After foraging the refrigerator tonight for leftovers, we sat around the table fantasizing about all the foods we'll eat and restaurants we'll frequent within hours of hitting U.S. soil. Matt put his head back against the chair and starting describing his first meal: a good 'ole Italian sub sandwich, where the oil and vinegar soak through its wax paper wrapper. Yummmm... I told him I have a hankering for cheap Mexican food... you know, the kind that stays with you for days. Oh yeah.... And an In-N-Out burger. Double double animal style.

We probably named 4 or 5 more restaurants and foods that we wanted to eat while we were in California. Though through all of our reminiscing, we noticed that Riley and Sheridan were staring blankly at us. It wasn't until Riley asked us, "Is Mama D's kinda like Cafe Masada?" that we realized they don't know American restaurants. I forget that they've never lived in the United States. Sure, Riley was born in New Jersey, but she only lived there for 3 months before we moved to Oman. And Sheridan was born in Oman - though she's only been to the U.S. a few times: in between our move from Oman to Tel Aviv, and during spring and winter breaks. They don't miss the chain restaurants like Rubio's Baja Grill, Panera, TGI Fridays, and P.F. Chang's. They're familiar with the ubiquitous McDonald's, but aside from that, they really can't empathize with what we're missing - and craving.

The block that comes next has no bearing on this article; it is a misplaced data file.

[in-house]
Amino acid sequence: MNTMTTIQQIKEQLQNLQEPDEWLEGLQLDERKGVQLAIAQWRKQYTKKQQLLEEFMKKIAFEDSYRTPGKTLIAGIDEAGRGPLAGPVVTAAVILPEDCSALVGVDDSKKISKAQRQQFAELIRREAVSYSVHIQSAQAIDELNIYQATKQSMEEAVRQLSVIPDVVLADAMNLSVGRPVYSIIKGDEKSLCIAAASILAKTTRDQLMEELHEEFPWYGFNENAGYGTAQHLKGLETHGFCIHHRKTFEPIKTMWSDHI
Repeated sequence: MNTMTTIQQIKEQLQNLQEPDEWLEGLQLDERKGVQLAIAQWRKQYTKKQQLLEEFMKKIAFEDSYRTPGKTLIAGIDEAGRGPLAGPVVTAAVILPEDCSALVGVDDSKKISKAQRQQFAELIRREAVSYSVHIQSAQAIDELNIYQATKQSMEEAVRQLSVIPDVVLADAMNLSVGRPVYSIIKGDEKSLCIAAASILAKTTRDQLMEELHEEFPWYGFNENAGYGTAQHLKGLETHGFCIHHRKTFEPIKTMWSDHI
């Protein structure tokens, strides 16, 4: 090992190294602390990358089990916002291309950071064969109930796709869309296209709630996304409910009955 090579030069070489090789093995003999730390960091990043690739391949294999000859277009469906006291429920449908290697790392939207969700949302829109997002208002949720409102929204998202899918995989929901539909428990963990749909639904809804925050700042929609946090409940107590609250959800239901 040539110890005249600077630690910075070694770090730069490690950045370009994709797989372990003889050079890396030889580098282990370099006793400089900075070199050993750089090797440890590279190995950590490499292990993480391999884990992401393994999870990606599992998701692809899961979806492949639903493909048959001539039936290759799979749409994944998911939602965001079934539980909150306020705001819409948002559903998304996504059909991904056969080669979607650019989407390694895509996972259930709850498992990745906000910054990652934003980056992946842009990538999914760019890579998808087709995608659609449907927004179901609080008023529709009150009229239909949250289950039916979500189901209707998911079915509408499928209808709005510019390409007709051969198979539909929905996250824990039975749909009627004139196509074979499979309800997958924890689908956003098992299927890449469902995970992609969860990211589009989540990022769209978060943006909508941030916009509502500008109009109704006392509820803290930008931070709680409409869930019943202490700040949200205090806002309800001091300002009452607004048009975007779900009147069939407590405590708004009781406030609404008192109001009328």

I'm only slightly embarrassed to say that in 4 short weeks I look forward to re-introducing them to Americana... junk fast food and mind numbing Reality TV.


Spring Art Boutique

The preschool held a Spring Art Boutique this morning to showcase projects that they've been working on throughout the year. It was set up like a real art exhibit, with the children's designs spread beautifully throughout the school. Every kid was deemed a Gallery Guide, and their job was to take their parent(s) around each classroom and highlight what they did. The girls each took a hand and pulled me along. They were so excited for me to see their artwork - but not as excited as I was to view it. It took us about 30 minutes to walk through, take photos, and give the right amount of "ooooohhhhh and ahhhhhhhh" to each piece. I have to admit, I was mighty impressed. The work was precious, well thought out, and oh-so sweet!